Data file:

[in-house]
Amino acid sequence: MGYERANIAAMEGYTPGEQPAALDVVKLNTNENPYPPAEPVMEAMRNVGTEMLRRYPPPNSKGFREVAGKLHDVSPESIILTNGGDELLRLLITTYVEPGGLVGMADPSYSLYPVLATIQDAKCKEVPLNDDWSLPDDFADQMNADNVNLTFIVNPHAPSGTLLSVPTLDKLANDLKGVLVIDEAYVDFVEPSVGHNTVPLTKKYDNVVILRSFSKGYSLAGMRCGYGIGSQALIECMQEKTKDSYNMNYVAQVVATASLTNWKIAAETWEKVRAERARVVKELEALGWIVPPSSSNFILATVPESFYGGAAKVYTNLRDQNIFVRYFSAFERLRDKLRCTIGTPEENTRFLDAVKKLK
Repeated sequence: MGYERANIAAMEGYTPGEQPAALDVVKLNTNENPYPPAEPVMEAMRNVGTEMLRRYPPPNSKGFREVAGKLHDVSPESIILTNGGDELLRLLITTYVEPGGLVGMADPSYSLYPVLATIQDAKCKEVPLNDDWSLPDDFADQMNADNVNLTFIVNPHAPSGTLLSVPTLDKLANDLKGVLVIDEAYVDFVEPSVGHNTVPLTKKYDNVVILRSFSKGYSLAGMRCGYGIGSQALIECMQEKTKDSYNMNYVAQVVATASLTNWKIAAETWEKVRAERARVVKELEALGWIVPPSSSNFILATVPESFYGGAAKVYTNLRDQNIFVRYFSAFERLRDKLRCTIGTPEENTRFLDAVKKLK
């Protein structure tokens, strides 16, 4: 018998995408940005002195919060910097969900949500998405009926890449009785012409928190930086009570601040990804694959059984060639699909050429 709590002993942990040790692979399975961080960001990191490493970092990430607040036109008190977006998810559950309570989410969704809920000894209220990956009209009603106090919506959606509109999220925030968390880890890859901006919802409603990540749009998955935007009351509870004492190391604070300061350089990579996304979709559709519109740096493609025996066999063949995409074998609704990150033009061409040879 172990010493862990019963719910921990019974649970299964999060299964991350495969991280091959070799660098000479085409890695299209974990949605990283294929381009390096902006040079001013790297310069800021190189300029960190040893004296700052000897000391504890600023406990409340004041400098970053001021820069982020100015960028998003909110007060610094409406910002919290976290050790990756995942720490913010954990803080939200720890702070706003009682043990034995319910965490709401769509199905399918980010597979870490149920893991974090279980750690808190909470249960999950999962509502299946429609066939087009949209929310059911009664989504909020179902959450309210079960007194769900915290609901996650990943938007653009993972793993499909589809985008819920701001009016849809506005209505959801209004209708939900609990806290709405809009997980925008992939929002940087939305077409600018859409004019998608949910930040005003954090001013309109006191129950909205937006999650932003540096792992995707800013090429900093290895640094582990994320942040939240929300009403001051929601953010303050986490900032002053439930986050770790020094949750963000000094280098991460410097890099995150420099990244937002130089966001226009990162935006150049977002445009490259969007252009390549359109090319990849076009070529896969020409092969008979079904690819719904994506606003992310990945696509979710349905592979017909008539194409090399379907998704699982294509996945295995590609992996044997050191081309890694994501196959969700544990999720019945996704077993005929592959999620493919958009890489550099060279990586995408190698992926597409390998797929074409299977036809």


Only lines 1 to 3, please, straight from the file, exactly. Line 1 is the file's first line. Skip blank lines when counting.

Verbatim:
[in-house]
Amino acid sequence: MGYERANIAAMEGYTPGEQPAALDVVKLNTNENPYPPAEPVMEAMRNVGTEMLRRYPPPNSKGFREVAGKLHDVSPESIILTNGGDELLRLLITTYVEPGGLVGMADPSYSLYPVLATIQDAKCKEVPLNDDWSLPDDFADQMNADNVNLTFIVNPHAPSGTLLSVPTLDKLANDLKGVLVIDEAYVDFVEPSVGHNTVPLTKKYDNVVILRSFSKGYSLAGMRCGYGIGSQALIECMQEKTKDSYNMNYVAQVVATASLTNWKIAAETWEKVRAERARVVKELEALGWIVPPSSSNFILATVPESFYGGAAKVYTNLRDQNIFVRYFSAFERLRDKLRCTIGTPEENTRFLDAVKKLK
Repeated sequence: MGYERANIAAMEGYTPGEQPAALDVVKLNTNENPYPPAEPVMEAMRNVGTEMLRRYPPPNSKGFREVAGKLHDVSPESIILTNGGDELLRLLITTYVEPGGLVGMADPSYSLYPVLATIQDAKCKEVPLNDDWSLPDDFADQMNADNVNLTFIVNPHAPSGTLLSVPTLDKLANDLKGVLVIDEAYVDFVEPSVGHNTVPLTKKYDNVVILRSFSKGYSLAGMRCGYGIGSQALIECMQEKTKDSYNMNYVAQVVATASLTNWKIAAETWEKVRAERARVVKELEALGWIVPPSSSNFILATVPESFYGGAAKVYTNLRDQNIFVRYFSAFERLRDKLRCTIGTPEENTRFLDAVKKLK